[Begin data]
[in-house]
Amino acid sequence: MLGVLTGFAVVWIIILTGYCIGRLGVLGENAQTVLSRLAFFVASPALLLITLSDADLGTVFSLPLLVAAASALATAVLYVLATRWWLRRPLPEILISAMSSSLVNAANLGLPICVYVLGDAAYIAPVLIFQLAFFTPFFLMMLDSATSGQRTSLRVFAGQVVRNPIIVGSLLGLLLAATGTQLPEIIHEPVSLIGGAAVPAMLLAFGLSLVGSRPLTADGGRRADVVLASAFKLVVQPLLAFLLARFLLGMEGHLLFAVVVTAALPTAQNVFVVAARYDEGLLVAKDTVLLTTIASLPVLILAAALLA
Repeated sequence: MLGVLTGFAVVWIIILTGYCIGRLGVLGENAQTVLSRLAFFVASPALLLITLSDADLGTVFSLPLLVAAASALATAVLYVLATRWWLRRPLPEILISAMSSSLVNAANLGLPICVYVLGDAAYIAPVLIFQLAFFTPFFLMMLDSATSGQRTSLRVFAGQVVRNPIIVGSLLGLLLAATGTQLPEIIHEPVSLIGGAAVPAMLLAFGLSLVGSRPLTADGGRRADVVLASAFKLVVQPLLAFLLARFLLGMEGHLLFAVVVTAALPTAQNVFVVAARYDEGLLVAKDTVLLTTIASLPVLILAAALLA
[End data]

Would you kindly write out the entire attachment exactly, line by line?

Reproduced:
[in-house]
Amino acid sequence: MLGVLTGFAVVWIIILTGYCIGRLGVLGENAQTVLSRLAFFVASPALLLITLSDADLGTVFSLPLLVAAASALATAVLYVLATRWWLRRPLPEILISAMSSSLVNAANLGLPICVYVLGDAAYIAPVLIFQLAFFTPFFLMMLDSATSGQRTSLRVFAGQVVRNPIIVGSLLGLLLAATGTQLPEIIHEPVSLIGGAAVPAMLLAFGLSLVGSRPLTADGGRRADVVLASAFKLVVQPLLAFLLARFLLGMEGHLLFAVVVTAALPTAQNVFVVAARYDEGLLVAKDTVLLTTIASLPVLILAAALLA
Repeated sequence: MLGVLTGFAVVWIIILTGYCIGRLGVLGENAQTVLSRLAFFVASPALLLITLSDADLGTVFSLPLLVAAASALATAVLYVLATRWWLRRPLPEILISAMSSSLVNAANLGLPICVYVLGDAAYIAPVLIFQLAFFTPFFLMMLDSATSGQRTSLRVFAGQVVRNPIIVGSLLGLLLAATGTQLPEIIHEPVSLIGGAAVPAMLLAFGLSLVGSRPLTADGGRRADVVLASAFKLVVQPLLAFLLARFLLGMEGHLLFAVVVTAALPTAQNVFVVAARYDEGLLVAKDTVLLTTIASLPVLILAAALLA